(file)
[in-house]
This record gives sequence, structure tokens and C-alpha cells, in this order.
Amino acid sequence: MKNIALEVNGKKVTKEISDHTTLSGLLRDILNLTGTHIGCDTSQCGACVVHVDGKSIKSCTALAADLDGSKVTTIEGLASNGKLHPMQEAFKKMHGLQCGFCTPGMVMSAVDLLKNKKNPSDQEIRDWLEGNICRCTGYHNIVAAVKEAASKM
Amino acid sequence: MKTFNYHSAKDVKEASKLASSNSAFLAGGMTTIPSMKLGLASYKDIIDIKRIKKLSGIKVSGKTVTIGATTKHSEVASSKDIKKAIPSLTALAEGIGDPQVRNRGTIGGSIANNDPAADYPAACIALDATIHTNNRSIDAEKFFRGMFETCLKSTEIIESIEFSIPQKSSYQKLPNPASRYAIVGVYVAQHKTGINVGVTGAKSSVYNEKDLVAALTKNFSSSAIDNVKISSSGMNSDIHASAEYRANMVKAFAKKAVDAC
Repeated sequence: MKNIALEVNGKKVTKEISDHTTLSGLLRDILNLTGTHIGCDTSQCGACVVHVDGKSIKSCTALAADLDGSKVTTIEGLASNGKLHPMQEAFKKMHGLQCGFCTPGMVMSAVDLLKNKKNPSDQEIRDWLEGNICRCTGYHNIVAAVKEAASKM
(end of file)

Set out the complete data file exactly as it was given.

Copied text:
[in-house]
This record gives sequence, structure tokens and C-alpha cells, in this order.
Amino acid sequence: MKNIALEVNGKKVTKEISDHTTLSGLLRDILNLTGTHIGCDTSQCGACVVHVDGKSIKSCTALAADLDGSKVTTIEGLASNGKLHPMQEAFKKMHGLQCGFCTPGMVMSAVDLLKNKKNPSDQEIRDWLEGNICRCTGYHNIVAAVKEAASKM
Amino acid sequence: MKTFNYHSAKDVKEASKLASSNSAFLAGGMTTIPSMKLGLASYKDIIDIKRIKKLSGIKVSGKTVTIGATTKHSEVASSKDIKKAIPSLTALAEGIGDPQVRNRGTIGGSIANNDPAADYPAACIALDATIHTNNRSIDAEKFFRGMFETCLKSTEIIESIEFSIPQKSSYQKLPNPASRYAIVGVYVAQHKTGINVGVTGAKSSVYNEKDLVAALTKNFSSSAIDNVKISSSGMNSDIHASAEYRANMVKAFAKKAVDAC
Repeated sequence: MKNIALEVNGKKVTKEISDHTTLSGLLRDILNLTGTHIGCDTSQCGACVVHVDGKSIKSCTALAADLDGSKVTTIEGLASNGKLHPMQEAFKKMHGLQCGFCTPGMVMSAVDLLKNKKNPSDQEIRDWLEGNICRCTGYHNIVAAVKEAASKM